'Desperate attempt to cling on to power': Pence joins Trump in refusing to commit to peaceful transition

'Desperate attempt to cling on to power': Pence joins Trump in refusing to commit to peaceful transition
Norman Solomon
Mike Pence is a reminder that destructive leaders are symptoms of an anti-democratic status quo

Vice President Mike Pence on Wednesday night joined President Donald Trump in refusing to commit to ensuring a peaceful transfer of power, dodging a question about how he would handle a Joe Biden victory and parroting Trump's baseless narrative about widespread mail-in voting fraud.

Asked during Wednesday's vice presidential debate with Sen. Kamala Harris (D-Calif.) how he would respond if Trump "refuses to accept a peaceful transfer of power," Pence offered an elaborate answer that celebrated the president's tax cuts for the rich, regulatory rollbacks, and efforts to boost domestic fossil fuel production and accused Democrats of trying to "overturn the results of the last election"—but ultimately did not directly address the question.

Nodding to the Trump campaign and Republican National Committee's nationwide, multi-million-dollar legal effort to combat expansions of mail-in voting during the coronavirus pandemic, Pence said he and the president are "fighting every day in courthouses to prevent Joe Biden and Kamala Harris from changing the rules and creating this universal mail-in voting that'll create a massive opportunity for voter fraud."

"So let me just say, I think we're going to win this election," Pence said. "I believe in all my heart that president Donald Trump is going to be reelected for four more years."

USA Today's Susan Page, the moderator of the debate, did not ask a follow-up question. Watch:



Sean Eldridge, founder and president of Stand Up America—one of more than 100 advocacy groups and labor unions preparing to mobilize if the president refuses to accept the results of next month's election—said in a statement late Wednesday that Pence's answer shows the Trump campaign is "desperate" and "trying to bully and cheat their way through this election."

Last month, as Common Dreams reported, Trump said he is "gonna have to see what happens" in response to a straightforward question about whether he would publicly commit to a peaceful transition if he loses in November. Trump has since been given several additional opportunities to commit to a peaceful transfer of power but has declined to do so each time, railing against supposed voter fraud and preemptively casting doubt on the legitimacy of the election.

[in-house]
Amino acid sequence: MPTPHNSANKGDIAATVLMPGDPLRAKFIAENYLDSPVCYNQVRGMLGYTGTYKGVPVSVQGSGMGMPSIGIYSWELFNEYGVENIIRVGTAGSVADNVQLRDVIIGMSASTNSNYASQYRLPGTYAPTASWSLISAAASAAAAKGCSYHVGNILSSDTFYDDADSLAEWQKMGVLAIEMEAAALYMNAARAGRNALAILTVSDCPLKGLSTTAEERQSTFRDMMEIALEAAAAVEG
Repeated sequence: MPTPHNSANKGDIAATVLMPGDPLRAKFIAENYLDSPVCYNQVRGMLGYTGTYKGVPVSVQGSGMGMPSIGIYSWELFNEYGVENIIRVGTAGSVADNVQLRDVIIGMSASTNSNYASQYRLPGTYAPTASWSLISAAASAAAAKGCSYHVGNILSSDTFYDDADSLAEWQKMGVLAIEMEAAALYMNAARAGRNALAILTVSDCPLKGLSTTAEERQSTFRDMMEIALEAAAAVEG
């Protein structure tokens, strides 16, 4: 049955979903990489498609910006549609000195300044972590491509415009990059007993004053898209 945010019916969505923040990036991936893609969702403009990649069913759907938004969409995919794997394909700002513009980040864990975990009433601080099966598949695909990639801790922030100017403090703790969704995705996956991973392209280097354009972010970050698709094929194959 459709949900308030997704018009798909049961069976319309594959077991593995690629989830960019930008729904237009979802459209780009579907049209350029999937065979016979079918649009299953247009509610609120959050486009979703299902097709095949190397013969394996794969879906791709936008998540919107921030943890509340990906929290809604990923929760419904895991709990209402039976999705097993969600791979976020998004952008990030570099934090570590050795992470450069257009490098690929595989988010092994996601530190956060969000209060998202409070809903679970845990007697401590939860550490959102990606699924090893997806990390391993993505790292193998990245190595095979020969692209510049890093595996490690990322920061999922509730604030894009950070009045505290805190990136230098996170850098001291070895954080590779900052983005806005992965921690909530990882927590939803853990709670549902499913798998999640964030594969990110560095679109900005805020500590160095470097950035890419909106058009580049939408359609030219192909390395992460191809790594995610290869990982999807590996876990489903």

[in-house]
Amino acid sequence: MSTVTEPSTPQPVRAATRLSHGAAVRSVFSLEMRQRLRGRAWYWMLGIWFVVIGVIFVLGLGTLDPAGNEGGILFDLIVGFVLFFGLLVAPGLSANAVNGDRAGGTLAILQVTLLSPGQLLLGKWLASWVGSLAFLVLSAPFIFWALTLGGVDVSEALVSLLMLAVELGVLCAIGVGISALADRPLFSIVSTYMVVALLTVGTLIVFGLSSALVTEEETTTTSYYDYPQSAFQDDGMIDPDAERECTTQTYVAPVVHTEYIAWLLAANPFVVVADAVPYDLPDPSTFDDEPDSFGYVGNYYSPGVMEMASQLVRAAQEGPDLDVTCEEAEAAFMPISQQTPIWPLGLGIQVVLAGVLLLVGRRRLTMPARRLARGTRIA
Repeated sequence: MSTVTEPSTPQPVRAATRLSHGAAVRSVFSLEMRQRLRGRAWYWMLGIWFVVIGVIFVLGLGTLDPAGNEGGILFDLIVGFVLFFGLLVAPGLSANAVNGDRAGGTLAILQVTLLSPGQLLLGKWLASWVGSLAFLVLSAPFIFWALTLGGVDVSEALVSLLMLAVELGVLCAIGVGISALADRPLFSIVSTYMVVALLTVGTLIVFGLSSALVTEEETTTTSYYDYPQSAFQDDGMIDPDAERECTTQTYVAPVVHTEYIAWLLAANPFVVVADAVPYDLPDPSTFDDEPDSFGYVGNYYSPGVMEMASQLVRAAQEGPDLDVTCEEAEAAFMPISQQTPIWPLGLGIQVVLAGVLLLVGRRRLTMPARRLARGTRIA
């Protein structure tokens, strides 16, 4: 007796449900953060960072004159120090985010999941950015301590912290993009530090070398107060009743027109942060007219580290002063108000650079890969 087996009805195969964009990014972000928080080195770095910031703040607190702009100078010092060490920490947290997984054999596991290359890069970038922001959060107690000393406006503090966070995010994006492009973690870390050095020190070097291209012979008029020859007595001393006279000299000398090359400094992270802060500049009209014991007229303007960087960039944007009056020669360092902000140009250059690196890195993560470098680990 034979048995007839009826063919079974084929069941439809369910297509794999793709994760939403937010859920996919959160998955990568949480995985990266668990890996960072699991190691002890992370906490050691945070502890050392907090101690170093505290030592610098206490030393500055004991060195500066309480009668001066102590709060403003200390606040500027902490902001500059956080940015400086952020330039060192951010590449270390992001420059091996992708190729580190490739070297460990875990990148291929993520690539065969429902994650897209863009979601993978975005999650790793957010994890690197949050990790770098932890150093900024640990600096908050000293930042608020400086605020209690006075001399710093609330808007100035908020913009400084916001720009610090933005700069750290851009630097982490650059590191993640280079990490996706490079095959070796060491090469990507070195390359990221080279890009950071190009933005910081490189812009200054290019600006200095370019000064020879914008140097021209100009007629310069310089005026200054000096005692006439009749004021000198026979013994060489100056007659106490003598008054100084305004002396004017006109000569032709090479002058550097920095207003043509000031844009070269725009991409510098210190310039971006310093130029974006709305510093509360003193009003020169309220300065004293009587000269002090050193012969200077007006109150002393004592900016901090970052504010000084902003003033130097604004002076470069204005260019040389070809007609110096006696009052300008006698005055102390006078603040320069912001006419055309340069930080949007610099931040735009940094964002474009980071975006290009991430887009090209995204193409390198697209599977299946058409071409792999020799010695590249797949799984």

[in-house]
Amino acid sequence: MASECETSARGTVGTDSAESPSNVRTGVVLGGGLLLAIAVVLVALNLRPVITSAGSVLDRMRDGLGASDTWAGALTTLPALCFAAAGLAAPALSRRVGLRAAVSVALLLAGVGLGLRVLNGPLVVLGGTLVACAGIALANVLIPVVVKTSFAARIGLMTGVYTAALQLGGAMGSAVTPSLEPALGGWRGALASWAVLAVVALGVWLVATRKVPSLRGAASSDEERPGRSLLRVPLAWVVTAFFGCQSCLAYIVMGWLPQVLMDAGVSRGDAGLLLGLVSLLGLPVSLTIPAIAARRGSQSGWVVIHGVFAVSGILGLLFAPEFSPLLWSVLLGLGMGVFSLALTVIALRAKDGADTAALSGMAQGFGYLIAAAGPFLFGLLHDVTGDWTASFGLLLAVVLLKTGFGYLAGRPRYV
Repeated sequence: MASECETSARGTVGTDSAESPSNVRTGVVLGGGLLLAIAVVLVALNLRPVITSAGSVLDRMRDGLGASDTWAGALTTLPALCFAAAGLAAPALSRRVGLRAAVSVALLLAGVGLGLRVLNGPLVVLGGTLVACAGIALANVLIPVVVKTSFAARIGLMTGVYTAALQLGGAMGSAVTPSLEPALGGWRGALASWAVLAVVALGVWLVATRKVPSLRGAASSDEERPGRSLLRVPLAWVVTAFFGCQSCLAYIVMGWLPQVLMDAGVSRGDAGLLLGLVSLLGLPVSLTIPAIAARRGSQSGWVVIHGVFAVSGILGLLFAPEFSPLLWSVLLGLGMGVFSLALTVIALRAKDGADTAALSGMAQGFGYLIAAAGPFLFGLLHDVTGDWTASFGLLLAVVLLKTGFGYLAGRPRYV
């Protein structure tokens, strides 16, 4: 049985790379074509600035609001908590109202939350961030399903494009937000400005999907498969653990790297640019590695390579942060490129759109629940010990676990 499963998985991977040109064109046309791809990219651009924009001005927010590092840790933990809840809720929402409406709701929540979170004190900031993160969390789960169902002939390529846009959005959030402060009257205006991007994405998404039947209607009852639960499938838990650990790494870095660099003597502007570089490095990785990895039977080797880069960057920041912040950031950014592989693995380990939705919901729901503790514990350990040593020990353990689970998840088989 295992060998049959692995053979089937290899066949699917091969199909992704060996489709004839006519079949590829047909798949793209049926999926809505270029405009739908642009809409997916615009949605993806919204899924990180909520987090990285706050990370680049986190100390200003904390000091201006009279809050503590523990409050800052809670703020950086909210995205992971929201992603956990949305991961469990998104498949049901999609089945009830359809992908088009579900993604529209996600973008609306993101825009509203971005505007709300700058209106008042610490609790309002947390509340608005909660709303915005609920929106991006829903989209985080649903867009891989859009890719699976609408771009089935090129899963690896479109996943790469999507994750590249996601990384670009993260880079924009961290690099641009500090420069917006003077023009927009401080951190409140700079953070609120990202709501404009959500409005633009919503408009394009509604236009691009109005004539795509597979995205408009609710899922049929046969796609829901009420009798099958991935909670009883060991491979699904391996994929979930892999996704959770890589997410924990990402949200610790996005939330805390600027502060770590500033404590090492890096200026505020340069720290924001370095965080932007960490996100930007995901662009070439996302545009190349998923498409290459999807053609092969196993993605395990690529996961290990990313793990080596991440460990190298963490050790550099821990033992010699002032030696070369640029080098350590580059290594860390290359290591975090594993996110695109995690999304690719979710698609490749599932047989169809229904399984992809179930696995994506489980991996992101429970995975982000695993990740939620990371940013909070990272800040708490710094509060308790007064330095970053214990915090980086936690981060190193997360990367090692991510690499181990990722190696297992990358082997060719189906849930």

"The most important thing Americans can do right now to fight back is to make a plan to vote early and help Joe Biden and Kamala Harris win in a landslide," said Eldridge, echoing the argument of prominent progressive writers and academics. "Should Donald Trump and Mike Pence refuse to accept the will of the people, we will be ready to mobilize in unprecedented numbers to demand that every single vote be counted and ensure a peaceful transition of power."



As The Week's Ryan Cooper wrote early Thursday, "the plain fact is that Trump, Pence, and the rest of the wretched Republican Party are currently attempting to cheat their way to victory through legal chicanery, preventing people from voting, wrecking the Post Office, hysterical lies about voter fraud, threats of violence, and so on."

"Pence is clearly on board with the party line that democracy only counts if Republicans win," Cooper added. "Mike Pence may be better at aping the norms of normal politics, but his ability to smoothly lie and dissemble about any subject on cue shows that he would be every bit the threat to America's constitutional government as his boss. In the forthcoming election, I recommend voting against the pair of them."

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